The multi-C2 domain protein otoferlin is required for hearing and mutated in human deafness. Some OTOF mutations cause a mild elevation of auditory thresholds but strong impairment of speech perception. At elevated body temperature, hearing is lost. Mice homozygous for one of these mutations, Otof(I515T/I515T), exhibit a moderate hearing impairment involving enhanced adaptation to continuous or repetitive sound stimulation. In Otof(I515T/I515T) inner hair cells (IHCs), otoferlin levels are diminished by 65%, and synaptic vesicles are enlarged...
October 11, 2016: EMBO Journal
Olusoji A T Afuwape, Catherine R Wasser, Thomas Schikorski, Ege T Kavalali
Earlier studies suggest that spontaneous and evoked neurotransmitter release processes are maintained by synaptic vesicles which are segregated into functionally distinct pools. However, direct interrogation of the link between this putative synaptic vesicle pool heterogeneity and neurotransmission has been difficult. To examine this link, we tagged vesicles with horseradish peroxidase (HRP) - a heme containing plant enzyme - or antibodies against synaptotagmin-1 (syt1). Filling recycling vesicles in hippocampal neurons with HRP and subsequent treatment with hydrogen peroxide (H2 O2 ) modified the properties of neurotransmitter release depending on the route of HRP uptake...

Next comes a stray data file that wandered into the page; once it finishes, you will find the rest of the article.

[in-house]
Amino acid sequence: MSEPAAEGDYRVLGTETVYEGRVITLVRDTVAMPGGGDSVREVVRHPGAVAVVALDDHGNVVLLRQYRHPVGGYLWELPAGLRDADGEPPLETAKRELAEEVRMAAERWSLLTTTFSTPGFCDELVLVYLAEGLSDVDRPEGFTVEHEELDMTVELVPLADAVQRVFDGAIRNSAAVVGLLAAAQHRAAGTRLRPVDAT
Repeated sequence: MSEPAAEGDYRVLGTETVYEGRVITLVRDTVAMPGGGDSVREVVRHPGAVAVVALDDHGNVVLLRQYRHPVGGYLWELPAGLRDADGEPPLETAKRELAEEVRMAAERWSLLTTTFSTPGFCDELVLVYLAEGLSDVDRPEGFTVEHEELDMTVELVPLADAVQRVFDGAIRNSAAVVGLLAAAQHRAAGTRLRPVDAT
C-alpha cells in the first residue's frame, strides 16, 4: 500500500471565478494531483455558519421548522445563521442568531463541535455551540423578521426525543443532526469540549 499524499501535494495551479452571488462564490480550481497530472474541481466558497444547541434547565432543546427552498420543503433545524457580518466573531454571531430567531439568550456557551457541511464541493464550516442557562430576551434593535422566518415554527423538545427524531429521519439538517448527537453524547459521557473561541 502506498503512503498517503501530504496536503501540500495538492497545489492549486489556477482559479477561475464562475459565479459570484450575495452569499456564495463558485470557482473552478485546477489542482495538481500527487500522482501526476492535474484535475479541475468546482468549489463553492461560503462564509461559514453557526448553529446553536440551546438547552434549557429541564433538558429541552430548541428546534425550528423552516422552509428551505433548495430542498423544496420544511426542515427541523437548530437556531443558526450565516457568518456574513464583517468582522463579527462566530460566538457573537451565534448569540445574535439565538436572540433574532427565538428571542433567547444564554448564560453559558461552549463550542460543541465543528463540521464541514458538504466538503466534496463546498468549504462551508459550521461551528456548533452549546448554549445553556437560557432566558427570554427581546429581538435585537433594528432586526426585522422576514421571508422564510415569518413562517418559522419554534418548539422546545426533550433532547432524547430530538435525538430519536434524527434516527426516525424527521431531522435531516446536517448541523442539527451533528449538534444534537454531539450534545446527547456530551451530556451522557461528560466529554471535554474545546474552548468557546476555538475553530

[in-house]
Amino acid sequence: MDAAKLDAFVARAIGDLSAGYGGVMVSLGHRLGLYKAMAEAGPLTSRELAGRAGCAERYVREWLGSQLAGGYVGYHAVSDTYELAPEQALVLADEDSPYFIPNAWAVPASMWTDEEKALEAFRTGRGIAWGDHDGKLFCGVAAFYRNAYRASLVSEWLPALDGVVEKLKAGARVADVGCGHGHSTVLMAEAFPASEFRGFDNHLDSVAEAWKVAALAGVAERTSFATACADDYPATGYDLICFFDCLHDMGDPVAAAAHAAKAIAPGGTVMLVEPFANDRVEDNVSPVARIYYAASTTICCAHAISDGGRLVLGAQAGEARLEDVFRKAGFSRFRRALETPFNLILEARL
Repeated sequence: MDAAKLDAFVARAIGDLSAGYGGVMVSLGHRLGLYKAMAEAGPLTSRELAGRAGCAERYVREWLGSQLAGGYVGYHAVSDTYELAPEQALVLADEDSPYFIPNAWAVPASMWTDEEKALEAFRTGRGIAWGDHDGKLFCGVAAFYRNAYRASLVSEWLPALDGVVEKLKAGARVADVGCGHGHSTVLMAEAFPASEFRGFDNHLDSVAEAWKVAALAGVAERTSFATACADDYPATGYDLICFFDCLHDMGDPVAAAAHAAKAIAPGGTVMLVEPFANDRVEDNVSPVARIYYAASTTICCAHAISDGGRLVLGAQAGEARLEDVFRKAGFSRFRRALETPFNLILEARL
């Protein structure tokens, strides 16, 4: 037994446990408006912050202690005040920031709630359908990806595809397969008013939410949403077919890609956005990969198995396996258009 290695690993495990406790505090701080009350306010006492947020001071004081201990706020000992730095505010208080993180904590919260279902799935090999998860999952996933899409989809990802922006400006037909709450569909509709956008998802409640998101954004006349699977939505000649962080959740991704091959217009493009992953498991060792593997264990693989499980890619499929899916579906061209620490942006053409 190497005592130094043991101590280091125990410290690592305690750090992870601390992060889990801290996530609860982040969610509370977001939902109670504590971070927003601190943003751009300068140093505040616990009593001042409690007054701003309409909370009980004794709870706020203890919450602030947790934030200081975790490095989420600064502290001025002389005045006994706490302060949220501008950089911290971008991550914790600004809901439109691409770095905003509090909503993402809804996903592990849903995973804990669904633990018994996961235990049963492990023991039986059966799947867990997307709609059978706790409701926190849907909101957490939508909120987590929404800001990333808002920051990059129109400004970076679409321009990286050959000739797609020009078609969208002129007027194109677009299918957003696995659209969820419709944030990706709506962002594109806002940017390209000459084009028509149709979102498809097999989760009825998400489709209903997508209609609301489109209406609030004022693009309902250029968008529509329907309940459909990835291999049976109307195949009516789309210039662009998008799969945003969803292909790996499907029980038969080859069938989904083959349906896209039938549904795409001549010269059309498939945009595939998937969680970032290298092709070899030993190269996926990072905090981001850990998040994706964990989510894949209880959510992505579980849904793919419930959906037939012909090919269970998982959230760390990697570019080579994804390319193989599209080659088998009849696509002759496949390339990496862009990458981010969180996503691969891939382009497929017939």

October 10, 2016: Journal of Physiology
John D Murdoch, Christine M Rostosky, Sindhuja Gowrisankaran, Amandeep S Arora, Sandra-Fausia Soukup, Ramon Vidal, Vincenzo Capece, Siona Freytag, Andre Fischer, Patrik Verstreken, Stefan Bonn, Nuno Raimundo, Ira Milosevic